the secret is to unbolt the lower alternator bracket (so you do have to take the alternator out) so that you can leave the axle and the intermediate shaft in the car. The one bolt behind the inner driver is a pain since you have to back it out a bit and then pull the bracket away from the engine and then do that again, and again. But other than that it's pretty straightforward, the pull is slightly inclined so that the nub comes out and the flywheel is angled but then it's just a straight up pull.

And you have to push something up through the hole in the bottom of the transmission to hold the TC in place while you're putting the engine back. I sometimes make a metal bracket that I bolt to the bottom of the transmission but this time I just hammered a piece of wood up and then another to keep the pressure on the TC. (you can see it in the picture below) The rope in the back is holding teh alternator in place while doing the pull, the strap in the front is holding the AC compressor. I also don't disconnect the hoses from the PS pump, I just stuff that over where the MAF used to be.

Then once you get the engine out, put the transmission mount back in so that hte transmission is supported.

269043
 

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Discussion Starter #49
For what it's worth (and I don't know if you've done this job already) it's much simpler to take the engine out without the transmission on the automatic cars. You don't have to disassemble the suspension and pull the axles and the transmission stays in the car. (I just did it with my 2001 Aero wagon, see photo below)
Thanks, I missed this tip.

I now have the engine out for the 2nd time because the rear crank seal was leaking badly.

269500


And when I took a good look at the crank seal surface it has v small nicks at several locations around the chamfer and the seal surface.

How they got there I have no idea. Not just one location but the worst is in the pic.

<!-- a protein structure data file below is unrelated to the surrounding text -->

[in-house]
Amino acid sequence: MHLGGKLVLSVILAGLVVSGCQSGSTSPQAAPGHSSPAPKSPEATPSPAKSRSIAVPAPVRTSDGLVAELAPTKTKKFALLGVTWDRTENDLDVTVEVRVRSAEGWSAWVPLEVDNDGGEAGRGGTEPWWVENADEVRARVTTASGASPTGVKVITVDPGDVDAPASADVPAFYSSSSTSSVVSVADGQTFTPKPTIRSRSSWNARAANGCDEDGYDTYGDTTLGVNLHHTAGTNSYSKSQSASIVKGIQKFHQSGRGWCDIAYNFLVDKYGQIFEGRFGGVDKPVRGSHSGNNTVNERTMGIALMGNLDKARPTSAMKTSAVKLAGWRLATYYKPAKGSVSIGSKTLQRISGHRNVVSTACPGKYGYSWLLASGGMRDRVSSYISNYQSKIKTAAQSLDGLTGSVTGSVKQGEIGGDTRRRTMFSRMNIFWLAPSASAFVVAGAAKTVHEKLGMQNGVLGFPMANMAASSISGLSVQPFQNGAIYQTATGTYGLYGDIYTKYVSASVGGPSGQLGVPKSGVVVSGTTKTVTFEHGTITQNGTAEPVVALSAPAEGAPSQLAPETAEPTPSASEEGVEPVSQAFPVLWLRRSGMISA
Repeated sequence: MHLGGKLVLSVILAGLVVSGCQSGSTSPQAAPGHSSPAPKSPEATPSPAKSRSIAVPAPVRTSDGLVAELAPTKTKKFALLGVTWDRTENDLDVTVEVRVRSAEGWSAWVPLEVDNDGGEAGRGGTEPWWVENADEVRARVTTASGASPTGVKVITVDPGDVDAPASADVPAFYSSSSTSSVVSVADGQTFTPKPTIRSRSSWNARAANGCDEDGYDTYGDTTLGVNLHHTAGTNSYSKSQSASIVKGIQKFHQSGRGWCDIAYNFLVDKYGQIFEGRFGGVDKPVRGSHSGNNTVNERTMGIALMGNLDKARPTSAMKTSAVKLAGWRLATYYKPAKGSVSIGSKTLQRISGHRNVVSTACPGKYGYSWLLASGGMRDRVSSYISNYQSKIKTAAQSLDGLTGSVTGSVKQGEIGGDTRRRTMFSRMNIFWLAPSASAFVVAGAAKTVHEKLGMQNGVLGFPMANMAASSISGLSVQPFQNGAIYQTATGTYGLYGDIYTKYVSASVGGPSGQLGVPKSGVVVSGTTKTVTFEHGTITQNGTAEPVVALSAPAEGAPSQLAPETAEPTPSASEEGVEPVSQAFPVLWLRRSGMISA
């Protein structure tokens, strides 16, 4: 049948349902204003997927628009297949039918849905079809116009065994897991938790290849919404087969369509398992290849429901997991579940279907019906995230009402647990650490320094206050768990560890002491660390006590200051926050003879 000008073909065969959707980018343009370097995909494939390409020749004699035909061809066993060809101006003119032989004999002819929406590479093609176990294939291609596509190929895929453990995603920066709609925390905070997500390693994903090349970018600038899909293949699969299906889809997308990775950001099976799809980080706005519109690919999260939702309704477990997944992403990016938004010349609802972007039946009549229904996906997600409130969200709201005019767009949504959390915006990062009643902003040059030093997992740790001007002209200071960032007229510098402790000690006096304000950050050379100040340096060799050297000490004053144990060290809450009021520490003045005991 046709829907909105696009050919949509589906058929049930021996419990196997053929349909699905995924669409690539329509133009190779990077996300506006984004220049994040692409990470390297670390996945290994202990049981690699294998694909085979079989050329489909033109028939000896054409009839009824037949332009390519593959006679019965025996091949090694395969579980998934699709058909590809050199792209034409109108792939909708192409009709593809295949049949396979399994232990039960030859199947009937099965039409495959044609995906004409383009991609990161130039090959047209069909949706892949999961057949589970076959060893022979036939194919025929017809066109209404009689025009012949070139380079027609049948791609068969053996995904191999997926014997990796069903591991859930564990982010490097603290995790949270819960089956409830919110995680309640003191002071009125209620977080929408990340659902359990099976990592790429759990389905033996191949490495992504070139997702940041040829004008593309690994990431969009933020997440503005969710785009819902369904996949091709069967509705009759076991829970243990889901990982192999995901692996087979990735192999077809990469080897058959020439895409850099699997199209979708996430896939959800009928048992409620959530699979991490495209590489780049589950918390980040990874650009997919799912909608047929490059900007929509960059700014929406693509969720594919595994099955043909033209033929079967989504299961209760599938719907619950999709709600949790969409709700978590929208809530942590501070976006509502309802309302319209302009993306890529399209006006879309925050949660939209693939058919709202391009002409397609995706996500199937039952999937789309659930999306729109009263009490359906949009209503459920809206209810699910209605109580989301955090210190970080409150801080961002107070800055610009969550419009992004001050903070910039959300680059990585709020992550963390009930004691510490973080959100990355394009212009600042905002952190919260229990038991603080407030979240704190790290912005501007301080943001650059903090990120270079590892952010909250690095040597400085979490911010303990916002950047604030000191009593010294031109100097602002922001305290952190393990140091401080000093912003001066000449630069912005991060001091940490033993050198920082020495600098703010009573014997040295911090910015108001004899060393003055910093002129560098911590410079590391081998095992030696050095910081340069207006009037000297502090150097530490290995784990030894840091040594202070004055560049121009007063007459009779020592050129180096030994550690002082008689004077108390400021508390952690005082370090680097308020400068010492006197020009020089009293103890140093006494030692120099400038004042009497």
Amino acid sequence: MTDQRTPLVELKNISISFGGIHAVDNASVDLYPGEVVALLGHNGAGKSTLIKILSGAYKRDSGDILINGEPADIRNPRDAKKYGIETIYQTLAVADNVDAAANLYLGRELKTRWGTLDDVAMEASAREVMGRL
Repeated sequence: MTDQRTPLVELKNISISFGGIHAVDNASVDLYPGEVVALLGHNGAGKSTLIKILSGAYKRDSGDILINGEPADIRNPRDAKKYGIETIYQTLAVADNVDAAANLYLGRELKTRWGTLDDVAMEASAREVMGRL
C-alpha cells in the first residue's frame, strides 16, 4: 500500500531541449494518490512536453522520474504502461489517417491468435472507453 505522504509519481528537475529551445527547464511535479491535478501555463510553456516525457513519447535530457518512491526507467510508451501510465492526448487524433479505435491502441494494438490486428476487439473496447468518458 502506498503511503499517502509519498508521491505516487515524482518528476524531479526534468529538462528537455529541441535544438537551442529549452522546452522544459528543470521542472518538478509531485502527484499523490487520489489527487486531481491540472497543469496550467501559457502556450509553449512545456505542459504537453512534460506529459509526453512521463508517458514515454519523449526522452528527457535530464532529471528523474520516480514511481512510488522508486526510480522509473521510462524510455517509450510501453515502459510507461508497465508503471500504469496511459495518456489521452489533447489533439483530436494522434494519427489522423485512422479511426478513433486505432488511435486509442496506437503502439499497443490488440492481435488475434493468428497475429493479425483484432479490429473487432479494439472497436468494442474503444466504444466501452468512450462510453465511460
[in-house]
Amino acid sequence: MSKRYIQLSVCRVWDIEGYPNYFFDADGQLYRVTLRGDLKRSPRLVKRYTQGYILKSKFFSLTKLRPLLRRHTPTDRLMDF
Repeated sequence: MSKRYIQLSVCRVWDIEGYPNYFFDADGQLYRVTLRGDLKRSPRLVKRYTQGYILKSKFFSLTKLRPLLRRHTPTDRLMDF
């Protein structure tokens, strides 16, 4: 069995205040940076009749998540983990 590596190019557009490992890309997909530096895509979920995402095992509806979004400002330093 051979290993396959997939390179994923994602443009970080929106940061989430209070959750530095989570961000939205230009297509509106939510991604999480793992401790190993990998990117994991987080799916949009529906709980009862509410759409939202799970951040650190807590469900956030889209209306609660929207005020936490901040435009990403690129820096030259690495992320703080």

I bought the timken seal TIMKEN 710237 and figured if I set it deep enough and at the right position the seal would be on undamaged crank material.

The I revisited the crankshaft repair sleeves and wondering what to do.

Has anyone used them?

TY
 

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That 's a mess.... Those are definitely tool marks of some kind. It's hard to imagine how that would be done in normal repairs since the flex plate bolts to the crank and when you take the bolts out it kind of falls off. And this surface is behind the flex plate so it's not like something can get to it.

I've not used the repair sleeves although I have seen people report using them on the front crank pulley/harmonic balancer that have worn surfaces. It's a tough call on the rear main seal because if it doesn't work you're taking the engine out again. But the alternative is essentially a new engine since a new crank is going to be just as much and more work.

Good luck with it
 

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Discussion Starter #51 (Edited)
That 's a mess.... Those are definitely tool marks of some kind. It's hard to imagine how that would be done in normal repairs since the flex plate bolts to the crank and when you take the bolts out it kind of falls off. And this surface is behind the flex plate so it's not like something can get to it.

I've not used the repair sleeves although I have seen people report using them on the front crank pulley/harmonic balancer that have worn surfaces. It's a tough call on the rear main seal because if it doesn't work you're taking the engine out again. But the alternative is essentially a new engine since a new crank is going to be just as much and more work.

Good luck with it
Right. How they got there is a mystery because I tore down the engine the first time and never touched those surfaces.

FEL-PRO BS40607 seal was way easier to install compared to the national.

I'm going to grab the sleeve and new FEL-PRO BS40607